We’ve been married nine years, together a few more. We met in grad school in Wisconsin, where we both studied English Literature. We started dating right after we met, and five years later, we got married in a classic movie theater. We planned on becoming English professors, but life had other plans. After a few years teaching in Louisiana, we decided we’d be a lot happier in California, where Amy’s from and where her mom still lives. We’ve settled for keeps in the Oakland hills, sharing our space with our rescue animals: two very child-friendly huskies, Zora and Gus; and two cats, Fiona, and Mahfouz.
Most days we both work from home. David is starting his fourth year teaching for Stanford University’s Online High School. It’s a great place to work, and because his classes are online, he can teach from anywhere—usually from home. Amy is
a freelance writer and editor.
During the day, we take the dogs on a long walk or hike—often in our local park, which has hiking trails and bustling playgrounds. We also enjoy meeting up with friends for dinner or having them over, going to a local farmers’ market, or getting to know some new corner of the East Bay. There’s a lot to discover! Around our home, Amy enjoys gardening in our yard. We cook dinner—Amy loves making Indian, Asian, and Latin American dishes, and trying new recipes. We often watch a movie in the evening. (Amy also studied film, and she writes a film blog.). Of course, one of our passions is reading. Amy still has all her favorite books from childhood, which she looks forward to sharing with our child.
We enjoy travel. Our best friends are in South Carolina and we visit when we can. We’ve been to Turkey with Amy’s mom, the Netherlands with friends, and want to go to Iceland. Amy’s parents traveled with her when she was little, and we hope to give our child the same opportunity.
Our three-bed, two-bath house is in the Oakland hills in Northern California. We’re ten minutes from everything—parks, grocery stores, restaurants—and we have an amazing view of the San Francisco Bay and the hills. We picked our home with our future child in mind: it has open space with lots of light and a big backyard. We are putting in a grass play area and a large edible garden. It’s important to us that the garden is also a place for kids to play, and not an off-limits “adult” space. We want to have a yard that’s popular with neighborhood kids.
One of the main reasons we settled in the Bay Area is because we believe strongly in diversity. Raising children in a multicultural environment lets them know people who are different from them, and gives them the stimulation and fun of getting to know other cultures.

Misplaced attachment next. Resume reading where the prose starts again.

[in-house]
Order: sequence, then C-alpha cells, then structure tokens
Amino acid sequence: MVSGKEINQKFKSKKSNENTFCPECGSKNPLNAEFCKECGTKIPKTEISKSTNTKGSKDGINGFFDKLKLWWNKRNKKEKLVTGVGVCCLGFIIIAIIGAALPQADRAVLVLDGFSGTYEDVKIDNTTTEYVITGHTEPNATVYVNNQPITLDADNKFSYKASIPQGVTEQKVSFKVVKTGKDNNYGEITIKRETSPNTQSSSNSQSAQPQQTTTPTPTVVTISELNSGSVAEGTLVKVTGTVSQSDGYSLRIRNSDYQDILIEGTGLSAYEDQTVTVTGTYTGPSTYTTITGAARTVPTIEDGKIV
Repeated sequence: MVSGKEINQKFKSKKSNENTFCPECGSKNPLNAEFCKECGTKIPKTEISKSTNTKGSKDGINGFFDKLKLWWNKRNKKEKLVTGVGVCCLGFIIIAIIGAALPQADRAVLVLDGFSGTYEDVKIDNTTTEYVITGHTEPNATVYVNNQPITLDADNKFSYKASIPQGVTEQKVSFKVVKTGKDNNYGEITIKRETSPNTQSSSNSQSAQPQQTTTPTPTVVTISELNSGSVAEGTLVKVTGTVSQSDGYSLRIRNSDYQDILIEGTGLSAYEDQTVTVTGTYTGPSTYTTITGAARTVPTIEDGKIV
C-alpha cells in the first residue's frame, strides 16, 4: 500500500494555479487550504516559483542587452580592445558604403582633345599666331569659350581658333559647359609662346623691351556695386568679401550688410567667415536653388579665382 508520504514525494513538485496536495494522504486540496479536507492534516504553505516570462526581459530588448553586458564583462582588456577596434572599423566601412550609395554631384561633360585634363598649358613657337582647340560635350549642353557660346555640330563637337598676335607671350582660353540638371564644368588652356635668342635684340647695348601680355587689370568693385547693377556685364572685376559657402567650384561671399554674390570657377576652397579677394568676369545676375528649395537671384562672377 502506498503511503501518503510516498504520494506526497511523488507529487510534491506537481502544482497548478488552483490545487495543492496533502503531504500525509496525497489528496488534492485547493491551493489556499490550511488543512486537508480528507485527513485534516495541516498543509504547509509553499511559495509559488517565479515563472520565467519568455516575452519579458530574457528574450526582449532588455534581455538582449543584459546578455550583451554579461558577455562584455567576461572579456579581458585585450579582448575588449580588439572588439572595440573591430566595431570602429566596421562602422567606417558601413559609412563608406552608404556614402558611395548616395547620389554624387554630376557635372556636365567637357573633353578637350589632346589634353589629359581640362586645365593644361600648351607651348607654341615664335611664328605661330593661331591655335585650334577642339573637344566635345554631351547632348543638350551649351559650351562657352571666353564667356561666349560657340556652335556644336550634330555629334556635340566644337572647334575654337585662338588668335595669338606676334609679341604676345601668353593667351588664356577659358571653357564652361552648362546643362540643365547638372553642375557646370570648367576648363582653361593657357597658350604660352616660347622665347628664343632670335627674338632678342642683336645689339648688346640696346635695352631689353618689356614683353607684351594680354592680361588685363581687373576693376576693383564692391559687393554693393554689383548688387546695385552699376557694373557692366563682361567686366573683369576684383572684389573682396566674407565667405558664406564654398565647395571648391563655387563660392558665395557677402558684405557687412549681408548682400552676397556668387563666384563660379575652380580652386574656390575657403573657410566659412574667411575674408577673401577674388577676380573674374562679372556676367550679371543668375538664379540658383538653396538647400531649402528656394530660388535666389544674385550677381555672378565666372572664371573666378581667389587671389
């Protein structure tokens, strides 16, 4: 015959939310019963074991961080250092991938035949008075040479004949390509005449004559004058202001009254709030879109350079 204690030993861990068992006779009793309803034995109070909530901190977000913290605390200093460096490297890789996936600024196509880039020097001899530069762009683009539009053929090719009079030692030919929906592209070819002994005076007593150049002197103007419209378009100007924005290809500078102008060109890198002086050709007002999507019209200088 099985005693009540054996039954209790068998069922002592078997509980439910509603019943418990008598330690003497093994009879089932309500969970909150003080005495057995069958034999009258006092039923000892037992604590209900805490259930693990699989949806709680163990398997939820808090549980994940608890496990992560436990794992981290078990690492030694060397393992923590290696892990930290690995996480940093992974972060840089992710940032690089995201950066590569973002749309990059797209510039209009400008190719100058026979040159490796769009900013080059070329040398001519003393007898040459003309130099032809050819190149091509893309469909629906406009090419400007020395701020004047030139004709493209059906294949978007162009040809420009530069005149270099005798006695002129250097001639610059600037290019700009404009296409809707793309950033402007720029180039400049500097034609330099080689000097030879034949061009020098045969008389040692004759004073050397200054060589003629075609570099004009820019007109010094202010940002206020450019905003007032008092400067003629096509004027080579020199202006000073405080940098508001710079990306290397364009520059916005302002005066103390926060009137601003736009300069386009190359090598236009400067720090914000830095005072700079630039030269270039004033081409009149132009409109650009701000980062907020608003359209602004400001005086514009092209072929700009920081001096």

I grew up in Culver City, southern California, in a small, close-knit family: my parents, my grandmother, and me. I was very close to my dad, a Spanish-literature professor at UCLA, who passed away in 2007. My mom (an elementary school teacher for thirty-five years), and I email each other every day, talk on the phone, and visit regularly. Keeping in contact with my friends—some from as far back as elementary school—is also very important to me. My parents gave me a sense of security for exploring the world. They wanted me to have a good education, and enjoy life. I was raised to care about other people, no matter how different from me they are. They played games with me, took me to museums, parks, movies, the library, and on my dad’s trips to Spain. I look forward to doing the same for our child. My mom plans to move in with us in the future, so our child will have a live-in grandma for support and additional cuddling and goofing around.
(This is me with my best friend, Alison, and her daughter, Roxy.)
I’m from the rural South, a 10th generation North Carolinian. Growing up, life for me and my sisters was mostly school, church, and farm work, and, I appreciate the values my upbringing taught me: hard work, honesty, self-sacrifice, and the importance of family. They taught me how different good people can be. I’m from the first generation of my family to go to college. I visit at least once a year, and I’m looking forward to teaching my child how to cook collards and catfish and biscuits and such.
(This is me greeting one of the many, many stray cats during our trip to Istanbul.)